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USC wrestling is “back,” according to its website and apparently “we’re bigger and better than ever.”
That’s more than can be said about UCLA wrestling.
The Bruins, in their latest web post, had an “amazing” season. But that was last updated in 2016.
A lot of words have been strung together since it was announced the Big Ten was expanding to the west coast and becoming a new home for UCLA and USC.
In the sports world, of course, that’s huge news. UCLA and USC bring loads of tradition and success for sports like football and basketball.
But few words have been written on what this means for wrestling. The Big Ten, after all, is biggest thing in college wrestling. All 14 members have programs and most are among the best in the nation.
Penn State is the defending NCAA champion and has won nine national titles under Coach Cael Sanderson since 2011. Iowa won it all in 2021 and would have won it all in 2020 had that tournament not been canceled by COVID. The Hawkeyes’ wrestling history is well documented — 24 NCAA titles, including 17 in 21 seasons under legendary coach Dan Gable.
Wrestling is important at Ohio State, Michigan and Minnesota, to name just a few.
Now comes USC and UCLA into the B1G. What do they offer the conference in terms of wrestling?
In a word, nothing.
To be fair, I’m sure when the Big Ten Conference officials, its presidents and athletics directors got together to figure out the future, nobody raised an issue with the fact these two programs offer nothing in terms of wrestling.
Iowa and Wisconsin don’t offer beach volleyball or water polo, so fair is fair.
But the Big Ten is wrestling and it would be nice if one day these two newbies joined that club, so to speak. Wrestling could use a couple of new programs.
So what do the Trojans and Bruins have right now?
USC, it seems, has some interest in the sport.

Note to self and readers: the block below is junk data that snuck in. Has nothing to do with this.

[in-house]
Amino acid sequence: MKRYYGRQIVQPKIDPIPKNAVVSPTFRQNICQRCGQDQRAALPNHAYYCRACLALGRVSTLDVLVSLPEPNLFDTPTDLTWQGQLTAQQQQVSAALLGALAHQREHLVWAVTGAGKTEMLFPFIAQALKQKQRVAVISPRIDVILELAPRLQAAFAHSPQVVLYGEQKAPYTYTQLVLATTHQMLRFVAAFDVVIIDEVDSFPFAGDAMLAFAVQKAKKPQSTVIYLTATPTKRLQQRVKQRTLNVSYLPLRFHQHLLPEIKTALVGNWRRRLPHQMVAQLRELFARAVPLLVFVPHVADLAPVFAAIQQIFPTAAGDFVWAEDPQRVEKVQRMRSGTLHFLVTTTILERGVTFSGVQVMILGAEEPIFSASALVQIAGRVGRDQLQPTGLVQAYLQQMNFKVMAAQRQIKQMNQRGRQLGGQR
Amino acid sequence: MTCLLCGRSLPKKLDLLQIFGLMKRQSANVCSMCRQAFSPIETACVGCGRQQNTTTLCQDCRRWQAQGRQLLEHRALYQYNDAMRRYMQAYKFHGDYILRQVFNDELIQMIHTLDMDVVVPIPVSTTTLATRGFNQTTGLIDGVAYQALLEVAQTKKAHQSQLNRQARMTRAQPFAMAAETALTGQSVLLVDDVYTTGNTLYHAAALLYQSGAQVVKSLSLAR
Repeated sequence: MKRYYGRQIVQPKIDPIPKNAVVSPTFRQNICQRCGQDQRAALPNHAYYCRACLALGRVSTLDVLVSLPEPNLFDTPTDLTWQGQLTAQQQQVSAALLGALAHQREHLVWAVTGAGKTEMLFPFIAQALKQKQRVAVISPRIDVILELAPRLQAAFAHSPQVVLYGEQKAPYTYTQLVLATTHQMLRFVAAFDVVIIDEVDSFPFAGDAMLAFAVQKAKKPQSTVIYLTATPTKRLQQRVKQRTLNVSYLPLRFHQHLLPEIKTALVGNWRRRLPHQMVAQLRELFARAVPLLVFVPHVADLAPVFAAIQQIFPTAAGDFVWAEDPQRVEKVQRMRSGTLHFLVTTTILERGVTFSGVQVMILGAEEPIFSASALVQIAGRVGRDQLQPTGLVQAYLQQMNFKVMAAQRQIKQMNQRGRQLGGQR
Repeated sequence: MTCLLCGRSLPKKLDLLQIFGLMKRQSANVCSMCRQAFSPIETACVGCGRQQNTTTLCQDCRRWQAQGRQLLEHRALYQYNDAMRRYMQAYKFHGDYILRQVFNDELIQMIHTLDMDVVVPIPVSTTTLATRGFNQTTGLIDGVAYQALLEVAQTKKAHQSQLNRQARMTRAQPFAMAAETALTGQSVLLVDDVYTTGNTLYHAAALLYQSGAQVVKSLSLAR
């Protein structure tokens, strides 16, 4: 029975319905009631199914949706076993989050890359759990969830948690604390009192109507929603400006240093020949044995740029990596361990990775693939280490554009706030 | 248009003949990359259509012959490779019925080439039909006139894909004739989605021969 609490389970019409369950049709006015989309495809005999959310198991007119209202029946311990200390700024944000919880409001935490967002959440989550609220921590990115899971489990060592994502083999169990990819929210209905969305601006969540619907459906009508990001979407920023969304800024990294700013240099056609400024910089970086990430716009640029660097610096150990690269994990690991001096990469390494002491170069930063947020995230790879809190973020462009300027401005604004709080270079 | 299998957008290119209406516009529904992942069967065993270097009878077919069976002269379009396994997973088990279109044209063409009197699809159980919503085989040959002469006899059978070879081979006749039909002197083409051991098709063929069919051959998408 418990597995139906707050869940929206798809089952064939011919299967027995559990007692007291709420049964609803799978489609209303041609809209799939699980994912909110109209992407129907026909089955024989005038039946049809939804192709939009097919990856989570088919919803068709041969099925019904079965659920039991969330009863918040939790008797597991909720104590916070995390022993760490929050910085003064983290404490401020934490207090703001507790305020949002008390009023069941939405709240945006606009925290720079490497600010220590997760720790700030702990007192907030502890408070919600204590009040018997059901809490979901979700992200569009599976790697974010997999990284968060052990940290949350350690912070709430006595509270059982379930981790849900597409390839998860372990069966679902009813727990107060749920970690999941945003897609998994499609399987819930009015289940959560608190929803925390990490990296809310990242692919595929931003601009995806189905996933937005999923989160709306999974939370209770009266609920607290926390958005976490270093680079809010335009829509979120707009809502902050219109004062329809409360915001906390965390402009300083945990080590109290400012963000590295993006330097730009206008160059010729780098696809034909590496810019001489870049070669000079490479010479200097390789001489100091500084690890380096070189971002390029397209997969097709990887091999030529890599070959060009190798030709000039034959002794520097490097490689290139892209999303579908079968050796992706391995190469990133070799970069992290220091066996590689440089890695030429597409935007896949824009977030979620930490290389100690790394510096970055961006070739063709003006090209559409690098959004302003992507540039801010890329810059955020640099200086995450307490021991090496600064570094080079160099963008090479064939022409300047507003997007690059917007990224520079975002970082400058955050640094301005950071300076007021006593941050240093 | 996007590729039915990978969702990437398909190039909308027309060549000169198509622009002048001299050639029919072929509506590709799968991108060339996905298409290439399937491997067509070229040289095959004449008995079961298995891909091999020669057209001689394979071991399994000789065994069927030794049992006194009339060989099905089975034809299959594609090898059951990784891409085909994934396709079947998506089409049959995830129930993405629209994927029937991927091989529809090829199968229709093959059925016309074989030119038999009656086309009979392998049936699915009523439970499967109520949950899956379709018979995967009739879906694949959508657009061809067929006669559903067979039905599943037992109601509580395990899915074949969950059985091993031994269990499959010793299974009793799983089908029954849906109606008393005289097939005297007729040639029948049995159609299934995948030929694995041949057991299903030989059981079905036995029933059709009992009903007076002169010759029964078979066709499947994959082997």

“... We've made huge strides on our journey toward becoming an NCAA team,” the club’s website notes.
It lists accomplishments like growing from “a handful of wrestlers to more than 30 active members of the co-ed team” ... qualifying 10 wrestlers for the NCWA championship and had a three-time NCWA All-American and “purchased new mats for the team.“
Having mats is a good first step.
UCLA, unfortunately, doesn’t have that much detail. But, in a blog titled “Gone, Lost & Forgotten” from February 2020, there seems to be hope.
“There's not much wrestling in the second largest city in the United States of America these days,” the post begins. “Yet believe it or not, most of the colleges in Los Angeles at one point or another fielded wrestling programs. One of the best was UCLA. A team that won the 1927 Pacific Coast Conference South Division title and the 1964 Pac-12 championship.
“The Bruins had a high eighth place finish at the NCAAs in 1969 (10 points behind Iowa in a year Iowa State was champion), but were consistently a Top 25 team.”
UCLA had an NCAA champion in 1979 (heavyweight Fred Bohna) and two All-Americans in 1980, but “unfortunately athletic director Bob Fischer ... had a vision to help Terry Donahue turn the football program into a championship team ... (and) felt that wrestling got in the way.” He eliminated the program.
“There just isn't enough room on campus for the wrestling team,” he is quoted as saying.
“Today,” the blog notes “UCLA has a phenomenal club program in the NCWA that has a heated yearly rivalry with the club program from USC.”
Former Iowa wrestler Harlan Kistler, as a matter of fact, once wrestled for UCLA. He was a two-time Pac-10 champ there and an All-American in 1980 before winning another Pac-10 title at Arizona State. He won his fourth conference title, in the Big Ten, and placed third in the NCAAs after moving to Iowa.
USC and UCLA are listed among the “D2” programs on the National Collegiate Wrestling Association website. Apparently you need a decoder ring, however, to find results or decipher the rankings, but Gary Bairos is listed as the UCLA coach and USC has a roster and actual staff listed, headed by Evan Hess.
So there is a bit of history here and, maybe, a little hope. Let’s hope there is hope.
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